Now wouldn't it be ironic that US would try to censor a Chinese web site....

Nap. :-)

December 16, 2010

Napalm said:

...
France has joined the party:

http://yro.slashdot.org/story/...e-Internet

"Liberté, égalité, fraternité" joins "Land of the free" in censorship antics.

Nap.

Bwahahaha.

Nap.
December 16, 2010

Mark said:

...
When a business model fails to maintain exclusive control over the supply knob on the supply-demand curve, the model falls apart. Utterly. The problem is the market saturates quickly, and there is no ongoing opportunity for revenue. The notion that this should provide additional incentive for artists to continue to create is flawed because, in fact, artists can only create work at a certain rate, but the rate at which a market could saturate if their work is freely distributable on the Internet is far greater than what artists could produce it at. Issues of market saturation are why most people who try to get into MLM's ultimately fail to succeed, and it is similarly why any legalization of downloading of copyrighted content that is being distributed without consent of the copyright holder is likewise catastrophic to the existence of copyright.

Without even protections on digital locks (which as I mentioned elsewhere, I am *wholly* morally opposed to), the result, as I've mentioned before, would leave publishers with little commercial incentive to publish any works at all by people with whom they were not confident they could make a significant revenue with in a brief window of time before the content is so freely copied by so many people that their own distribution capabilities cannot match it. The only thing legally stopping that thing from happening right now is copyright, and to some extent that's already starting to fail the publisher. It will be orders of magnitude worse if copyright is abolished and no longer prevents people from copying works for absolutely any reason whatsoever. It is a horribly flawed argument to assume that noncommercial copying and distribution does no harm to the copyright holder, because copyright is supposed to be an exclusive right to decide who gets to do that... and if other people are doing it then by definition, it's not exclusive, so the merits of copyright itself are compromised, not merely for the copyright holder whose copyright is being directly infringed, but *ALL* copyright holders, everywhere.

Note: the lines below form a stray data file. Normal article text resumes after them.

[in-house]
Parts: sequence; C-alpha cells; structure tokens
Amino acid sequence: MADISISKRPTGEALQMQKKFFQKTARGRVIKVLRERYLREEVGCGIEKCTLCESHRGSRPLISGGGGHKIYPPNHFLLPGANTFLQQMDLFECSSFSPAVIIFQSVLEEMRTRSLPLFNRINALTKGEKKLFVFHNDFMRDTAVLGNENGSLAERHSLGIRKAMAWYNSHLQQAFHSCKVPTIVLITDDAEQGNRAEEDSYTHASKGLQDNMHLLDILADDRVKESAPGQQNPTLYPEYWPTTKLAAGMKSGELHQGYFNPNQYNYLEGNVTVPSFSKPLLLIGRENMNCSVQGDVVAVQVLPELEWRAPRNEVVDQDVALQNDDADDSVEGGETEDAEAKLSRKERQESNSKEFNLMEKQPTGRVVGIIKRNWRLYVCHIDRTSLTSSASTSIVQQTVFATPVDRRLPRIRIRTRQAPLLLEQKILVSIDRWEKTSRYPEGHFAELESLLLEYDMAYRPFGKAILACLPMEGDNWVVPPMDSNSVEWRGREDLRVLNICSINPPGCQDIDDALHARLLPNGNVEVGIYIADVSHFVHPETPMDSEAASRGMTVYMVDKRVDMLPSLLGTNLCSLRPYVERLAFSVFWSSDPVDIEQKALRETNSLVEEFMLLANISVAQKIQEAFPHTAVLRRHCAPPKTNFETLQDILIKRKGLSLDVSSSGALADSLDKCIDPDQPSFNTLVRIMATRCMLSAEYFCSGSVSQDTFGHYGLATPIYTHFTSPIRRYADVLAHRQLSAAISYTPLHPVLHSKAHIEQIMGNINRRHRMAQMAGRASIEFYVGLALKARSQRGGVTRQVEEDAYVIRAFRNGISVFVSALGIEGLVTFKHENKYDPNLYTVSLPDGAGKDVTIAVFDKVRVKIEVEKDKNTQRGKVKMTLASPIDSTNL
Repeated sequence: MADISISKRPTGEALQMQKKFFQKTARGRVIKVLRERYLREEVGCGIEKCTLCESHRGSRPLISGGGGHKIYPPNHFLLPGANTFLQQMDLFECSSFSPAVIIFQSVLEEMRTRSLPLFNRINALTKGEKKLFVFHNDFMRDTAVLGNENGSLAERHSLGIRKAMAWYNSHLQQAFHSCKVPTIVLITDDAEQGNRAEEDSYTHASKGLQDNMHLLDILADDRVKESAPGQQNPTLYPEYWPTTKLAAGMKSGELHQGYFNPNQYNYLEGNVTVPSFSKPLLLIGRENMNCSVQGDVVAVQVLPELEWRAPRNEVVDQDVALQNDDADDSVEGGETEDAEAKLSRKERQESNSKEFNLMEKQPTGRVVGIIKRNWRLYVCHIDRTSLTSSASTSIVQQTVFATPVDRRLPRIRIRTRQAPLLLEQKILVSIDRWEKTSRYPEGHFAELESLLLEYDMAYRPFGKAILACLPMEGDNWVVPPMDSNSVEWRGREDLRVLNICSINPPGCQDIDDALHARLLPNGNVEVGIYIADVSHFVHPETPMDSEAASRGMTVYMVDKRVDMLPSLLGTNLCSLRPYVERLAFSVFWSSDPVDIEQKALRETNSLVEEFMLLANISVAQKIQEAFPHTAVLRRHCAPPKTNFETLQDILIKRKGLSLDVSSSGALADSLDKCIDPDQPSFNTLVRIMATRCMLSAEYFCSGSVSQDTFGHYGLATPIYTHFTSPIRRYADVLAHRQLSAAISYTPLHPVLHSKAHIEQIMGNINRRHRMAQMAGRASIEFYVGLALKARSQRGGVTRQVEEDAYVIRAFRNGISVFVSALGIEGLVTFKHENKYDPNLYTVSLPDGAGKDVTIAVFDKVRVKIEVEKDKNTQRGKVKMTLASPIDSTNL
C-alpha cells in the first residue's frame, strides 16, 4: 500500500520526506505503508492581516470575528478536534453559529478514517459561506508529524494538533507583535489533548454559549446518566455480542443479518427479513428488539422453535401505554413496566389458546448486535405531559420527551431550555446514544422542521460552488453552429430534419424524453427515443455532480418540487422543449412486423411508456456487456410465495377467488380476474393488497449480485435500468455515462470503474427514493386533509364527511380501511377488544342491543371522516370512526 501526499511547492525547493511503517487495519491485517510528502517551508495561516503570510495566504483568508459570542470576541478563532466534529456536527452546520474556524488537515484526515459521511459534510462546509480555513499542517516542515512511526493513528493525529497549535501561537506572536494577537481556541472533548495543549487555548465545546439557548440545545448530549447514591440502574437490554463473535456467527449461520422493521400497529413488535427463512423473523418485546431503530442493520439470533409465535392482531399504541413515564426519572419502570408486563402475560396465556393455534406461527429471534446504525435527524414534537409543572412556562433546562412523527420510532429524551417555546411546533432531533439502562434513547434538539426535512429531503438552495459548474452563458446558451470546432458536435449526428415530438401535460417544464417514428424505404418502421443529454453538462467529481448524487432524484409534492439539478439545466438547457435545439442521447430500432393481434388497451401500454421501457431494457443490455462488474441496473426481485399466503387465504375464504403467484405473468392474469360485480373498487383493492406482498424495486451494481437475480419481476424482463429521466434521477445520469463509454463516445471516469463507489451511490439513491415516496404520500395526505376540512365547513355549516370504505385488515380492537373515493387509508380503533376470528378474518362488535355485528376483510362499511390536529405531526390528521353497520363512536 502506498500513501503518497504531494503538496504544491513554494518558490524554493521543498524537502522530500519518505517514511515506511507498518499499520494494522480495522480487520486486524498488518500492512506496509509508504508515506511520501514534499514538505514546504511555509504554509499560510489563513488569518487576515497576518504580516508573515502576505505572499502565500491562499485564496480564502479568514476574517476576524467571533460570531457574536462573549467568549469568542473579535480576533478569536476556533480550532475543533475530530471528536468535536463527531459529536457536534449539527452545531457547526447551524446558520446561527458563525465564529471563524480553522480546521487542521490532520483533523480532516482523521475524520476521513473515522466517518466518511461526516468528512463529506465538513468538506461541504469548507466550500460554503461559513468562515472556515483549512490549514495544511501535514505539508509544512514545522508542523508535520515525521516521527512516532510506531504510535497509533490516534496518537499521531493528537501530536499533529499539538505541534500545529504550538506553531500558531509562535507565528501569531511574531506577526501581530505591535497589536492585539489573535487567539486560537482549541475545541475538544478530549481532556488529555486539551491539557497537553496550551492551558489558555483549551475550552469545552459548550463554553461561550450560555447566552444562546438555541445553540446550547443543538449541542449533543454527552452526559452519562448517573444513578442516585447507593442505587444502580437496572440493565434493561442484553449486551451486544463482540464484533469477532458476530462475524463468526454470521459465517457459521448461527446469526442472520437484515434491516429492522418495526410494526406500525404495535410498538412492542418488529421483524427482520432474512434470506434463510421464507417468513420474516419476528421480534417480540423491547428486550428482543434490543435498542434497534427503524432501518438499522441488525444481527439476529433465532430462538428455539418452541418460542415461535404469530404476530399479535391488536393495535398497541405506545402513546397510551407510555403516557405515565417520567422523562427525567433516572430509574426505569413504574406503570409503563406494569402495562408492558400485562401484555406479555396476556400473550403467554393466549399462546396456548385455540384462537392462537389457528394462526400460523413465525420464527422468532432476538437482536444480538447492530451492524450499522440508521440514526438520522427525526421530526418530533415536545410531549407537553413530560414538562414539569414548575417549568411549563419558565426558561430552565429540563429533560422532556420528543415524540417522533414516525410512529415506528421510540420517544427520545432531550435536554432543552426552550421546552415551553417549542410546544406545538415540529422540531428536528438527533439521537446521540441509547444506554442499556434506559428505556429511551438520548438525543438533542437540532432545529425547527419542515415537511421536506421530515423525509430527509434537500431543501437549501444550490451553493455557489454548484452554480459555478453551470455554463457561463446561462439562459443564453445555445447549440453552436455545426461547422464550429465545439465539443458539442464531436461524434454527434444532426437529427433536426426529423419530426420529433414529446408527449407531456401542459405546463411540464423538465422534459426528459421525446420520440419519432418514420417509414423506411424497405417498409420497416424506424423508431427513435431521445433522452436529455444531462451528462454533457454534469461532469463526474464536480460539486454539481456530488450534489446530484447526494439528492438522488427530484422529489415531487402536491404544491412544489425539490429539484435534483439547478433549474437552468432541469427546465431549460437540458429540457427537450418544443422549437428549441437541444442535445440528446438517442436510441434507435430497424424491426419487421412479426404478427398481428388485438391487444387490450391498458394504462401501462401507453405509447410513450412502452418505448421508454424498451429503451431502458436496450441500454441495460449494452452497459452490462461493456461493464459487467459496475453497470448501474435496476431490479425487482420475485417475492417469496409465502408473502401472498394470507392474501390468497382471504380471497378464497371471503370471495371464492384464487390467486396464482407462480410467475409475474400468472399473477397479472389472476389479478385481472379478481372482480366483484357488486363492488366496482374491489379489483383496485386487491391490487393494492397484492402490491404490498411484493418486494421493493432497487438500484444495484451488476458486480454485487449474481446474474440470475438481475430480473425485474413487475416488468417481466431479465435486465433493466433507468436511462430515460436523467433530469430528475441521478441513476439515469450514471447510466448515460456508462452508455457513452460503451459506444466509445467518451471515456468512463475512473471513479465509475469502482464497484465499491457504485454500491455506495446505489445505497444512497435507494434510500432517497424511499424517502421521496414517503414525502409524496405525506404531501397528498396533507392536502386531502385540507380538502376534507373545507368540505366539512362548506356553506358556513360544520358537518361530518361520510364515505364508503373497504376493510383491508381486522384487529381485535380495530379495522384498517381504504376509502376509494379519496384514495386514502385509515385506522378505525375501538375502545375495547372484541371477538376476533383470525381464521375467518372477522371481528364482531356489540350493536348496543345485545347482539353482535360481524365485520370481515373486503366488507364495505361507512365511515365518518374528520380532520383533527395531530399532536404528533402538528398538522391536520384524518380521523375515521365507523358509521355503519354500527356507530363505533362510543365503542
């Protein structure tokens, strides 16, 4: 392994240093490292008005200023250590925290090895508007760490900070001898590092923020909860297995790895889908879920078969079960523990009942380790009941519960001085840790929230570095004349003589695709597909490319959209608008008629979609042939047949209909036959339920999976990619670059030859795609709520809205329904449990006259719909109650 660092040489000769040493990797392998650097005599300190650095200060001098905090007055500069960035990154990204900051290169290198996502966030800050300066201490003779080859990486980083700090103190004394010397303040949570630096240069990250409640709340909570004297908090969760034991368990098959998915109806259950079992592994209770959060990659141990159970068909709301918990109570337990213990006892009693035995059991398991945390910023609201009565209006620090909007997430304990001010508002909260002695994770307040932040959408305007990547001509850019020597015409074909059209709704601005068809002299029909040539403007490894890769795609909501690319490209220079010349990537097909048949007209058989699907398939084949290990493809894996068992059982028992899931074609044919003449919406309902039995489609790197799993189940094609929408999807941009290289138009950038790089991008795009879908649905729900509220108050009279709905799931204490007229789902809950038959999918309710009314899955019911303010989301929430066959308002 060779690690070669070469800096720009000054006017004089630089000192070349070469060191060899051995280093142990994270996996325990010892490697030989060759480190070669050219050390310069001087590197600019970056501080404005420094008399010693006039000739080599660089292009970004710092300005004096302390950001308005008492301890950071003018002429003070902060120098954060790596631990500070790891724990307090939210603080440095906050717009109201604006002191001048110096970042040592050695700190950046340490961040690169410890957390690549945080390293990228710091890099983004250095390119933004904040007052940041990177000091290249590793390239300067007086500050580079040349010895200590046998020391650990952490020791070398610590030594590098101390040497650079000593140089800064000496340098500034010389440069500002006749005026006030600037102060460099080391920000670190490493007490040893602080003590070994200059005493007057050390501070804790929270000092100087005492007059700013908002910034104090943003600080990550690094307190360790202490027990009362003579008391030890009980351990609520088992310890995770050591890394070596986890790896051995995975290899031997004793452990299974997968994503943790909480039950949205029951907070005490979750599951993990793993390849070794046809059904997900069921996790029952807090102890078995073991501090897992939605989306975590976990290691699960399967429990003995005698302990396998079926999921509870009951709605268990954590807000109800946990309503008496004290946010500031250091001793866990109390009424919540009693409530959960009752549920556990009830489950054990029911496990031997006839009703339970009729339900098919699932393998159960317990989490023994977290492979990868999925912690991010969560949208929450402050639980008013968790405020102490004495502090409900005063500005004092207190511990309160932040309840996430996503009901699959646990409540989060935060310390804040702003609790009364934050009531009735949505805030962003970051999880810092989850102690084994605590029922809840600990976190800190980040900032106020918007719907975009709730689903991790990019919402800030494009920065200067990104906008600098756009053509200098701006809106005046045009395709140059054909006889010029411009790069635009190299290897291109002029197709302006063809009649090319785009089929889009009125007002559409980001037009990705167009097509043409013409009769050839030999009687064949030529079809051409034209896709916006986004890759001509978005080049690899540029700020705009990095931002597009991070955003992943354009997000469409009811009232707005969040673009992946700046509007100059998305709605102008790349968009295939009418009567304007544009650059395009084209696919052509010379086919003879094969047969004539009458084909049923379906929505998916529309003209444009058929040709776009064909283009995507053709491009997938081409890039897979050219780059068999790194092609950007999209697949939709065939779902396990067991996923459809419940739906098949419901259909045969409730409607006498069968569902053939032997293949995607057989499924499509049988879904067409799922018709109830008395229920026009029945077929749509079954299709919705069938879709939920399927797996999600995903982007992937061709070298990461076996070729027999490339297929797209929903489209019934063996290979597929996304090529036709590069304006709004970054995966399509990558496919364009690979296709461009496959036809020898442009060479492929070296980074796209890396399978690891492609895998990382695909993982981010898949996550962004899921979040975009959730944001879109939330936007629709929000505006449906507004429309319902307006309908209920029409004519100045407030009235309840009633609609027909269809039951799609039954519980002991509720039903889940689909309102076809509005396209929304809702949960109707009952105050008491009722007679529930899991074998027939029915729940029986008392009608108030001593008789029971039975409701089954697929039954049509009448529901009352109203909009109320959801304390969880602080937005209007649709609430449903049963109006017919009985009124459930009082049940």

And without copyright, people unable to find a publisher will have to resort to self-publication. As theoretically ideal as this might sound, the sad reality is that self-publishers are simply not likely to be able to successfully compete with the larger and more well known artists, who will receive much wider distribution owing to the money that is invested in publicizing their works, unless they already have a lot of money. There would also be exceptions, to be sure... but I remain convinced that what I've described here would still be the general rule... and it's one I'd really seriously hope to never live to see.
December 16, 2010

Napalm said:

...
@Mark: "It will be orders of magnitude worse if copyright is abolished "

I've said that half serious, half tongue-in-cheek.

"Copyright" law as we know it (i.e. referring to the process of making copies) should be abolished. It should though be replaced by an "Author Rights" law establishing that the author has property and distribution rights on his work.

Remember that not all distribution is done through "copies" such as plastic discs. You can have e.g. live performance or broadcast.

"The industry" will want you to obsess over those plastic discs and copying them because that's what they do. Don't get fooled by them. They still haven't defined what their product is (i.e. a product or a license).

Nap.
December 16, 2010

Chris A said:

@Mark
Then people who don't want to create in a world like that should not do so. Copyright law should not be used to protect business models, only ensure that the creators of a work is fairly compensated. Trying to work in todays world using yesterday model is not going to work no matter how much people try to.

No where have I ever called for copyright to be abolished, nor do I think that it should be legal to copy and give a copyrighted work to a friend (for money or not). Where I draw the proverbial line is when they want to put money on devices and services I use that have no direct connection to anything that they are creating. I also draw the line at them caring whether or not I make personal copies for myself and my family (who, BTW, only buy one physical copy of a book despite it being read by more than one person). Will the first still happen? Sure, and if you want to make sure that the artist is paid then the ORIGINAL PRICE should include that expectation and should not be on my iPod just because I may or may not do so.
December 16, 2010

Legion said:

...